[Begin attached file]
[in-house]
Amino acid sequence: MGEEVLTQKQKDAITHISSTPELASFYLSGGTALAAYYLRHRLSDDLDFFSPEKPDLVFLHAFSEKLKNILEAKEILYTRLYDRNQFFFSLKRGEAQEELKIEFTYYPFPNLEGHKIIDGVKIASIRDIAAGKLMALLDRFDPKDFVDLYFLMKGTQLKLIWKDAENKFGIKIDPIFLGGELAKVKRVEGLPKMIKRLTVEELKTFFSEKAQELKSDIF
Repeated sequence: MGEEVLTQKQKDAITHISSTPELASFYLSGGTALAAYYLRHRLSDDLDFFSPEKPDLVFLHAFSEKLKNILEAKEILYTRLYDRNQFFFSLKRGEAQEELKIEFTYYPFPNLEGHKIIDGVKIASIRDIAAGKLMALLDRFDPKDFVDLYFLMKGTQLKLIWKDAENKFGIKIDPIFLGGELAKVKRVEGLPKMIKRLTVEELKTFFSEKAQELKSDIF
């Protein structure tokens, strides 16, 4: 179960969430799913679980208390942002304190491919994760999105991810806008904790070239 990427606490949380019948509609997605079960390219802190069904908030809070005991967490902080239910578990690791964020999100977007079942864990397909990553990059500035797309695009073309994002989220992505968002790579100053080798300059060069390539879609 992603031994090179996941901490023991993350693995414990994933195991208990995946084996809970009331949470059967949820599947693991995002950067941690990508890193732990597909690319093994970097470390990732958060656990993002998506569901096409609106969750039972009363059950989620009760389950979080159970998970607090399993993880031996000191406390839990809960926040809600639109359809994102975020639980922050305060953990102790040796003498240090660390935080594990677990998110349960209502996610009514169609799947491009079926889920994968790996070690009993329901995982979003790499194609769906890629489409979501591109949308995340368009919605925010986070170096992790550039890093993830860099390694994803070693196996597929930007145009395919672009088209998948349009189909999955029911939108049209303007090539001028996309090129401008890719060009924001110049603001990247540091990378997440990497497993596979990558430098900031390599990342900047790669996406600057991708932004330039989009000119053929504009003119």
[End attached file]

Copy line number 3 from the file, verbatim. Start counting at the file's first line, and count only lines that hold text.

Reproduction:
Repeated sequence: MGEEVLTQKQKDAITHISSTPELASFYLSGGTALAAYYLRHRLSDDLDFFSPEKPDLVFLHAFSEKLKNILEAKEILYTRLYDRNQFFFSLKRGEAQEELKIEFTYYPFPNLEGHKIIDGVKIASIRDIAAGKLMALLDRFDPKDFVDLYFLMKGTQLKLIWKDAENKFGIKIDPIFLGGELAKVKRVEGLPKMIKRLTVEELKTFFSEKAQELKSDIF